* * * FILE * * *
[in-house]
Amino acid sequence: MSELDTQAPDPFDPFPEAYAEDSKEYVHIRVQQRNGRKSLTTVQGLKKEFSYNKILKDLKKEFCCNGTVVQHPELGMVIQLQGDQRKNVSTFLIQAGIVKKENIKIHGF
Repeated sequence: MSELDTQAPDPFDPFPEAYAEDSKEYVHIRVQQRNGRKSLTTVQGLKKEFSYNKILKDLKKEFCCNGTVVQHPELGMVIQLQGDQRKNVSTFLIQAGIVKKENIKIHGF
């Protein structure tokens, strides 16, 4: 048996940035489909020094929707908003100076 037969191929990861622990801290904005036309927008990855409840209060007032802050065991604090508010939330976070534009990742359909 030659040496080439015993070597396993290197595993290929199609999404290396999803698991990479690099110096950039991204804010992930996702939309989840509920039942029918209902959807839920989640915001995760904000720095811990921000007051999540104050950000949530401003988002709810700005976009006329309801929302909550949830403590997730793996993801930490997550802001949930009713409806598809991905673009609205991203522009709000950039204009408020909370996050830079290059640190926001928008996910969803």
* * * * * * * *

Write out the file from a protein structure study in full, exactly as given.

[in-house]
Amino acid sequence: MSELDTQAPDPFDPFPEAYAEDSKEYVHIRVQQRNGRKSLTTVQGLKKEFSYNKILKDLKKEFCCNGTVVQHPELGMVIQLQGDQRKNVSTFLIQAGIVKKENIKIHGF
Repeated sequence: MSELDTQAPDPFDPFPEAYAEDSKEYVHIRVQQRNGRKSLTTVQGLKKEFSYNKILKDLKKEFCCNGTVVQHPELGMVIQLQGDQRKNVSTFLIQAGIVKKENIKIHGF
């Protein structure tokens, strides 16, 4: 048996940035489909020094929707908003100076 037969191929990861622990801290904005036309927008990855409840209060007032802050065991604090508010939330976070534009990742359909 030659040496080439015993070597396993290197595993290929199609999404290396999803698991990479690099110096950039991204804010992930996702939309989840509920039942029918209902959807839920989640915001995760904000720095811990921000007051999540104050950000949530401003988002709810700005976009006329309801929302909550949830403590997730793996993801930490997550802001949930009713409806598809991905673009609205991203522009709000950039204009408020909370996050830079290059640190926001928008996910969803």